Harriet Ritvo, 26 July 1990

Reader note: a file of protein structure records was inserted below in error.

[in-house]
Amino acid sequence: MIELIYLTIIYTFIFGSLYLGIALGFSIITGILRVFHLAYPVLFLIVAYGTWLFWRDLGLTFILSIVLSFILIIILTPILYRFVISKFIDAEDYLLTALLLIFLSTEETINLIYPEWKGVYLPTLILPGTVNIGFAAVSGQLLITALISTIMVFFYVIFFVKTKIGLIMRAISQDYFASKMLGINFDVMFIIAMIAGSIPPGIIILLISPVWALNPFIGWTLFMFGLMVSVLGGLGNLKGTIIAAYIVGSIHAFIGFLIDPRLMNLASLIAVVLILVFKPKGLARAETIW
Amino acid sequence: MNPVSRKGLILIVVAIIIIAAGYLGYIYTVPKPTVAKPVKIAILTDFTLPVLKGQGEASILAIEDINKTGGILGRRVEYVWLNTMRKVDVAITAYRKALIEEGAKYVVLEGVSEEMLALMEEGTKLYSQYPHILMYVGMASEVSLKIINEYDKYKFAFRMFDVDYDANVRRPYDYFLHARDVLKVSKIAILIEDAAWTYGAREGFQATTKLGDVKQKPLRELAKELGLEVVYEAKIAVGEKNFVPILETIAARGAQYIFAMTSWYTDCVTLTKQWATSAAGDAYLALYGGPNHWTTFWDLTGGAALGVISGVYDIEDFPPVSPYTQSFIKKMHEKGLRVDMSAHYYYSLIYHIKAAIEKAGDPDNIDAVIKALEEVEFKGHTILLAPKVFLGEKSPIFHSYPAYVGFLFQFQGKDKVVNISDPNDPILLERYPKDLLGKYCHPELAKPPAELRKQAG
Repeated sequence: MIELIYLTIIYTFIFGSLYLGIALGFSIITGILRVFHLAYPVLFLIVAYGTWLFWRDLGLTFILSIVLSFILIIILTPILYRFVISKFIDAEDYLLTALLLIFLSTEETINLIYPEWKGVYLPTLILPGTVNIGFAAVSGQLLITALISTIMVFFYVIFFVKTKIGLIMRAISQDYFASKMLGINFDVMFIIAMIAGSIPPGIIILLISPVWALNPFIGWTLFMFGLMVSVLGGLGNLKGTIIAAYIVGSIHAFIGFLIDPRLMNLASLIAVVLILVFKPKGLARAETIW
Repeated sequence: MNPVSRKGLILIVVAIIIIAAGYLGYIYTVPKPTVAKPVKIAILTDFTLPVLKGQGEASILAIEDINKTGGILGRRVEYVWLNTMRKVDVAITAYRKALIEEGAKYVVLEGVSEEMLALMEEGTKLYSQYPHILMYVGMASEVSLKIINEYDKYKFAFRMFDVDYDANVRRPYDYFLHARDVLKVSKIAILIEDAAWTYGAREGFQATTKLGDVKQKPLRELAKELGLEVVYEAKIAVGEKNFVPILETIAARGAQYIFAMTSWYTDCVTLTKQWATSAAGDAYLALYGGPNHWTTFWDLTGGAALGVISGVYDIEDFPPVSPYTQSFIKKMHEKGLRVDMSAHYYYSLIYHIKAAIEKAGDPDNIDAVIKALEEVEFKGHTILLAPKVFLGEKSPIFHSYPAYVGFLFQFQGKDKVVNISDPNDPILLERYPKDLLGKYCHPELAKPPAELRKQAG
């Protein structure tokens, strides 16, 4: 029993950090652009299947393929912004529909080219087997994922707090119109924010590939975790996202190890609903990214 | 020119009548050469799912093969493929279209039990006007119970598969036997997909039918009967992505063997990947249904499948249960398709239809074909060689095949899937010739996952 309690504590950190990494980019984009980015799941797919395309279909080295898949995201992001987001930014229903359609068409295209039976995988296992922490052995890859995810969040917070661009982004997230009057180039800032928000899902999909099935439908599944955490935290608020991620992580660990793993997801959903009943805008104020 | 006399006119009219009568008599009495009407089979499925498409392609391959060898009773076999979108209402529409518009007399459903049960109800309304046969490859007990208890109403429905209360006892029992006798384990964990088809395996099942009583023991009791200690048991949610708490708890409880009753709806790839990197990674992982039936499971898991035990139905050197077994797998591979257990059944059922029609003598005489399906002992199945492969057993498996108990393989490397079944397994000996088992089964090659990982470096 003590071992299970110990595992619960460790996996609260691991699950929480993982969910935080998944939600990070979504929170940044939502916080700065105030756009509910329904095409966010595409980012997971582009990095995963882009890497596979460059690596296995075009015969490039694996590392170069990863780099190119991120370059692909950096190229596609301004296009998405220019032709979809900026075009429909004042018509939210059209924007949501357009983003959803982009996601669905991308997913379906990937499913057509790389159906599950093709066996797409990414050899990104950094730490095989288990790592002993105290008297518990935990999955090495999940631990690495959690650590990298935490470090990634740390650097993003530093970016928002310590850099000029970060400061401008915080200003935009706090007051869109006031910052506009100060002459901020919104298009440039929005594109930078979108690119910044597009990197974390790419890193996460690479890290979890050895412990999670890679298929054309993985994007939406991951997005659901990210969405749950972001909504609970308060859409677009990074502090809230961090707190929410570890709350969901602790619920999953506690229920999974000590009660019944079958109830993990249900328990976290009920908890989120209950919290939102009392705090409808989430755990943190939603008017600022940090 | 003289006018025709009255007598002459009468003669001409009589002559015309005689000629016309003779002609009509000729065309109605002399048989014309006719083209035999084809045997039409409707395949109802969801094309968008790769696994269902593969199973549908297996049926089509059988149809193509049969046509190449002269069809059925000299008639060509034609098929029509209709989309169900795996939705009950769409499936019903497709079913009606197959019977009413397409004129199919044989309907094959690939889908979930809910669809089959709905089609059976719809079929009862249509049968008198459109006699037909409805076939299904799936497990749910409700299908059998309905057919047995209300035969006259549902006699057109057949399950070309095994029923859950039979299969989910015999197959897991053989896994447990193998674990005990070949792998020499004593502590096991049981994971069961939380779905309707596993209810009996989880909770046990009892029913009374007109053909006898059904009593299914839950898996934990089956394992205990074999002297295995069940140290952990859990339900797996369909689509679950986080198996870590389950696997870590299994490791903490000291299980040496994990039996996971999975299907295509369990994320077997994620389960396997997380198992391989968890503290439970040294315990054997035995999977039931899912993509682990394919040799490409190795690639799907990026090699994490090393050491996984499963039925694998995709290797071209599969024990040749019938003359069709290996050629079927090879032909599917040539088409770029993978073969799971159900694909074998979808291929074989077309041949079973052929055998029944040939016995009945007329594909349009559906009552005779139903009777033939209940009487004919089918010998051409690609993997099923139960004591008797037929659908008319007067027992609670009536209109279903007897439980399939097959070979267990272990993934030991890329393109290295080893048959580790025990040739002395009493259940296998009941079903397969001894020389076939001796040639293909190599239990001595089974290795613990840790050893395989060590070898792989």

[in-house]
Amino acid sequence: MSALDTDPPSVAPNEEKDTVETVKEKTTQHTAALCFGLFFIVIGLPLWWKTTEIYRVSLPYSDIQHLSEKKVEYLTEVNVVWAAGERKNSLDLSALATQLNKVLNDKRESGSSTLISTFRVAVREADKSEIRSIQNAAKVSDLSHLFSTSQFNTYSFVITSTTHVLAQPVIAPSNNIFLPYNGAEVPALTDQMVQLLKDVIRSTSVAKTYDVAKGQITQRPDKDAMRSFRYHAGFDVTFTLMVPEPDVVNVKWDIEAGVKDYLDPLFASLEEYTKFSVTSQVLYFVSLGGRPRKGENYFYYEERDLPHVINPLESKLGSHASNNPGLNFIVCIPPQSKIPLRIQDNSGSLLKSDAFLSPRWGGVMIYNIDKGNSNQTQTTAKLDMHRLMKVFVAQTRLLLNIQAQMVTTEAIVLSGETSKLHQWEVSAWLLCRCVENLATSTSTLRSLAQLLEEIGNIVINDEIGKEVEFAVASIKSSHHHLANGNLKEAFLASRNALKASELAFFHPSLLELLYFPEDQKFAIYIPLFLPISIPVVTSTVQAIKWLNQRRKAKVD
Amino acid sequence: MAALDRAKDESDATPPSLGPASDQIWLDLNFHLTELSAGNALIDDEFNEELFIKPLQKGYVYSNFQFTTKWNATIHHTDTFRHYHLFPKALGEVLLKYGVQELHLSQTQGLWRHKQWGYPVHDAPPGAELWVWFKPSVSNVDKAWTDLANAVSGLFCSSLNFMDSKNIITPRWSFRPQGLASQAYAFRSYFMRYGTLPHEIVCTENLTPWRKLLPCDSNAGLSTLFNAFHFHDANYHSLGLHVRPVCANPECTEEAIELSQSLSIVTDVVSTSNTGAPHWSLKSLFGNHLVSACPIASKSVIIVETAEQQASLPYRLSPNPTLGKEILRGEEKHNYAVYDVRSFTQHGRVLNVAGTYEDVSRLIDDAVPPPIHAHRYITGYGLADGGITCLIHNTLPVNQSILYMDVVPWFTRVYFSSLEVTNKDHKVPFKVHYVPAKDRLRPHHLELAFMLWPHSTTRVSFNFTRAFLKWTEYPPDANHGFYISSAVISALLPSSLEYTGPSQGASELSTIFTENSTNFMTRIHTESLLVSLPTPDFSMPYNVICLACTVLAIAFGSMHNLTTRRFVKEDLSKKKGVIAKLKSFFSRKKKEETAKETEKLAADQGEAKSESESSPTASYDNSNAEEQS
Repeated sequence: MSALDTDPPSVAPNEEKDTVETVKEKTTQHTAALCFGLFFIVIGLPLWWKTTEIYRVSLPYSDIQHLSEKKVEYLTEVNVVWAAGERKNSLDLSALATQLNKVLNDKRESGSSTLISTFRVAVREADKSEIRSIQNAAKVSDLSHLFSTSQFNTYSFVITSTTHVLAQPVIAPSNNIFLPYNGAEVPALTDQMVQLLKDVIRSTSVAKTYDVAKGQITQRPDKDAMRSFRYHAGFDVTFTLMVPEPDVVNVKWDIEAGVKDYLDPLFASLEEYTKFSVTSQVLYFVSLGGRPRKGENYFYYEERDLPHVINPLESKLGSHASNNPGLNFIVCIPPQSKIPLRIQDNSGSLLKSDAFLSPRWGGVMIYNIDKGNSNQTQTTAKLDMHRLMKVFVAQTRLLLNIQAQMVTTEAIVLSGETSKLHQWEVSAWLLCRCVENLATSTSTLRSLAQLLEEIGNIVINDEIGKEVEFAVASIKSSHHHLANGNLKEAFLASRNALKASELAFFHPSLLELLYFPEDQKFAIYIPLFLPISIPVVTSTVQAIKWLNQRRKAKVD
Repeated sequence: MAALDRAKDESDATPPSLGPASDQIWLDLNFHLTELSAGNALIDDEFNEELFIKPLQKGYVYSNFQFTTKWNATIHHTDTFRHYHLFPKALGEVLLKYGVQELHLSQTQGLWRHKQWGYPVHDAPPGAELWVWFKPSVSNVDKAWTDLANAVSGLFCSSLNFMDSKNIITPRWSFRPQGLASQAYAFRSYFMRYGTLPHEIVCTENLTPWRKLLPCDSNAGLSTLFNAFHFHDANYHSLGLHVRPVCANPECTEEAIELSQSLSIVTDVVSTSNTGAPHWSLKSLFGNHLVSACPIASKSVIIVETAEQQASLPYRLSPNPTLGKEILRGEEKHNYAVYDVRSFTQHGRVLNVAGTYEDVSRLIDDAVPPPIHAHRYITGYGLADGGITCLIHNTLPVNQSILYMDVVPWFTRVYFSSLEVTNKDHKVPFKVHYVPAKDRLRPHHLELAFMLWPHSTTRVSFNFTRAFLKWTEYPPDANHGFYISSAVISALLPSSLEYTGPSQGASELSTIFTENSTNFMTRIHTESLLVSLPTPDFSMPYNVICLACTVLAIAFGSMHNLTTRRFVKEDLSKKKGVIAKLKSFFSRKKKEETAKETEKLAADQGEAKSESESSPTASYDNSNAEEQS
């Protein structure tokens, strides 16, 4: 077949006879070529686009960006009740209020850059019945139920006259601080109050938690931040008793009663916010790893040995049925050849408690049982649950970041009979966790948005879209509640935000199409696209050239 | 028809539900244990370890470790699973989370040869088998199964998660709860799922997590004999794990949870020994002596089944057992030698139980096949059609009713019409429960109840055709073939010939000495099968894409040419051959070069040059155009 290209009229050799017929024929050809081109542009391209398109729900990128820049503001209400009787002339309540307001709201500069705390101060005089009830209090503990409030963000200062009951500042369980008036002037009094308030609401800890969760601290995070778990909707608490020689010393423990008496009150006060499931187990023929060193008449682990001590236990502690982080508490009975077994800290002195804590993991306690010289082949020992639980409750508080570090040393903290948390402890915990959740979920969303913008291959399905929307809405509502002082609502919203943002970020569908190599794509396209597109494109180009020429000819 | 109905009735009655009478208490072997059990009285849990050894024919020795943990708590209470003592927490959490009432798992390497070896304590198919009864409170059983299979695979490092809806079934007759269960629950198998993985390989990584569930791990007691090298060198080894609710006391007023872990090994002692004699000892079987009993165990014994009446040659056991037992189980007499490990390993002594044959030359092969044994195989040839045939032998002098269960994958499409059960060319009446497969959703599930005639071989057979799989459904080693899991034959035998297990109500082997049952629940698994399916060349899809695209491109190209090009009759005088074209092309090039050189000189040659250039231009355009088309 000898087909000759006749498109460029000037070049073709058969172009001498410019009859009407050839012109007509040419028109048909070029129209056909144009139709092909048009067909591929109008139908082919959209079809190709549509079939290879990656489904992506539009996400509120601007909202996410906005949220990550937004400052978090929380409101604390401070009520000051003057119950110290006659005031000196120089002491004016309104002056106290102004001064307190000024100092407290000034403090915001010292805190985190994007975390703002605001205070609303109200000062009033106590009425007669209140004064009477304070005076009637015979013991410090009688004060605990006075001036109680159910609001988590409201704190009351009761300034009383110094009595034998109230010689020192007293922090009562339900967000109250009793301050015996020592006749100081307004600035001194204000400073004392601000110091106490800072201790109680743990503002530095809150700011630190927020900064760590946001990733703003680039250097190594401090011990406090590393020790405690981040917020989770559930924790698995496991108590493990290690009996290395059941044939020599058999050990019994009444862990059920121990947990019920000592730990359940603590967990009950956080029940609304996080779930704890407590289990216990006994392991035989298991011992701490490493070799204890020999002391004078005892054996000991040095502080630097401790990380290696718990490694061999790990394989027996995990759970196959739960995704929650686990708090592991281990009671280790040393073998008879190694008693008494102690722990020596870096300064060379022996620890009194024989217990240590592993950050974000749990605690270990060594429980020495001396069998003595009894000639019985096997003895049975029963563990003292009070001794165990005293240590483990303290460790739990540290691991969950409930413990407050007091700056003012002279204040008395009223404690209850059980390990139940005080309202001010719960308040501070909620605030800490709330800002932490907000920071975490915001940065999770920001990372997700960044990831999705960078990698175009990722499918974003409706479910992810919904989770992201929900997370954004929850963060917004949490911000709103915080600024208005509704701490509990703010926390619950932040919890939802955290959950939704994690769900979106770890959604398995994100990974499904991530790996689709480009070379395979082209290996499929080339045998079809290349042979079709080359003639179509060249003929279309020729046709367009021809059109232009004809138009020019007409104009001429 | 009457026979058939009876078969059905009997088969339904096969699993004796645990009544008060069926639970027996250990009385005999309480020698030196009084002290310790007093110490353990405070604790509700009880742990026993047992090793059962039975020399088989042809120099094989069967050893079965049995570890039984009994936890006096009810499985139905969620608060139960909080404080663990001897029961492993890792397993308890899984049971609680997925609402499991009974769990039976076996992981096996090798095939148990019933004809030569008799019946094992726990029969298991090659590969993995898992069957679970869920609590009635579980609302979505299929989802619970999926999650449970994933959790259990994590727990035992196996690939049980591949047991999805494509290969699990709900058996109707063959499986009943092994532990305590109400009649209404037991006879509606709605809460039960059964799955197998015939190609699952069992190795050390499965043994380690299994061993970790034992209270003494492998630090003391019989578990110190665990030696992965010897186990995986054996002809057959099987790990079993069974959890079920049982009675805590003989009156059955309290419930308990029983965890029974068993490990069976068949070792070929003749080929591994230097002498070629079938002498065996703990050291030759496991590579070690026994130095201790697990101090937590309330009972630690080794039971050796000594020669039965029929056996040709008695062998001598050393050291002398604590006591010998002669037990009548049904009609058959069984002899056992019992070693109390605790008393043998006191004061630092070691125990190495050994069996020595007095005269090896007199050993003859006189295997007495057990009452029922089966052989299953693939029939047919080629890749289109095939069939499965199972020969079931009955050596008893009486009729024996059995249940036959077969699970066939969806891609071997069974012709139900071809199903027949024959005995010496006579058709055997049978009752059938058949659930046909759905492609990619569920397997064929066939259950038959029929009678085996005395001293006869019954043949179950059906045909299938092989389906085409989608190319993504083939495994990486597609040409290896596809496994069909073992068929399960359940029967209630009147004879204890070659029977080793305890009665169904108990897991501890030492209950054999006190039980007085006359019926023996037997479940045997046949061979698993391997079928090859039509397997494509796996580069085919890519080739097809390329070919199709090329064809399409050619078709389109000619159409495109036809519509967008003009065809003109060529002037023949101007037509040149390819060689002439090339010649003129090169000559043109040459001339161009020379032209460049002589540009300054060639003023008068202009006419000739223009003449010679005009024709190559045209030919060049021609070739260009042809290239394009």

Few scientists have provided the occasion for such an expense of ink as Charles Darwin. Although for much of his career he was appreciated only by a relatively small circle of fellow specialists, the publication in 1859 of The Origin of Species brought him to the attention of a much larger public. And the labelling as ‘Darwinism’ (or Darwinisme or Darwinismus) of a variety of Late Victorian views on matters biological, anthropological and sociological ensured that at least his name, if not precisely his work, would continue to command a high level of recognition. The importance of Darwin’s own ideas and the influence and contentiousness of some of the views that have been associated with them are not, however, the only reasons he has attracted the attention of so many commentators, both among his contemporaries and in the century since his death. The testimony of colleagues, friends and family suggests that he had an attractive personality as well. But, perhaps best of all from the point of view of later generations of writers, he was an enthusiastic saver of documents and thus left ample testimony on both counts. In recent decades Darwin has been well served by archivists and editors; his papers are readily accessible to researchers, his notebooks are now available in print, and the fifth volume in the magisterial edition of his correspondence was published earlier this year. So full has been the scholarly harvest of these rich primary materials that it is often referred to as ‘the Darwin industry’.